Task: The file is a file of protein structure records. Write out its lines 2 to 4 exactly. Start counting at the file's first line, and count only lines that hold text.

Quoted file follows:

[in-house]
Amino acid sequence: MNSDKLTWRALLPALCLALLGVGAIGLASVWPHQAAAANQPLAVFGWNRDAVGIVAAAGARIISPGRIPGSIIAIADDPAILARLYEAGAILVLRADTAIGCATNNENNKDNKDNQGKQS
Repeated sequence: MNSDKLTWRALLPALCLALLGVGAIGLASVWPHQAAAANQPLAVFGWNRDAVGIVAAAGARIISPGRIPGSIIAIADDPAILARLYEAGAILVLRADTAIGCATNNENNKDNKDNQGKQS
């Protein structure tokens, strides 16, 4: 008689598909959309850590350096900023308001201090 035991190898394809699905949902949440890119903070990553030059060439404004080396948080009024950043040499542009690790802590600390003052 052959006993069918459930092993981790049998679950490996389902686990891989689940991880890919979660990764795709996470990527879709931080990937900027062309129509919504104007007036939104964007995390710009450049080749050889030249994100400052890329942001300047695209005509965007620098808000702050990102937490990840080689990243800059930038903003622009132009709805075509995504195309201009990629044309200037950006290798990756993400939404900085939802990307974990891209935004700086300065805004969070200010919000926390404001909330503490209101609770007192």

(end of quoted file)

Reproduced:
Amino acid sequence: MNSDKLTWRALLPALCLALLGVGAIGLASVWPHQAAAANQPLAVFGWNRDAVGIVAAAGARIISPGRIPGSIIAIADDPAILARLYEAGAILVLRADTAIGCATNNENNKDNKDNQGKQS
Repeated sequence: MNSDKLTWRALLPALCLALLGVGAIGLASVWPHQAAAANQPLAVFGWNRDAVGIVAAAGARIISPGRIPGSIIAIADDPAILARLYEAGAILVLRADTAIGCATNNENNKDNKDNQGKQS
């Protein structure tokens, strides 16, 4: 008689598909959309850590350096900023308001201090 035991190898394809699905949902949440890119903070990553030059060439404004080396948080009024950043040499542009690790802590600390003052 052959006993069918459930092993981790049998679950490996389902686990891989689940991880890919979660990764795709996470990527879709931080990937900027062309129509919504104007007036939104964007995390710009450049080749050889030249994100400052890329942001300047695209005509965007620098808000702050990102937490990840080689990243800059930038903003622009132009709805075509995504195309201009990629044309200037950006290798990756993400939404900085939802990307974990891209935004700086300065805004969070200010919000926390404001909330503490209101609770007192």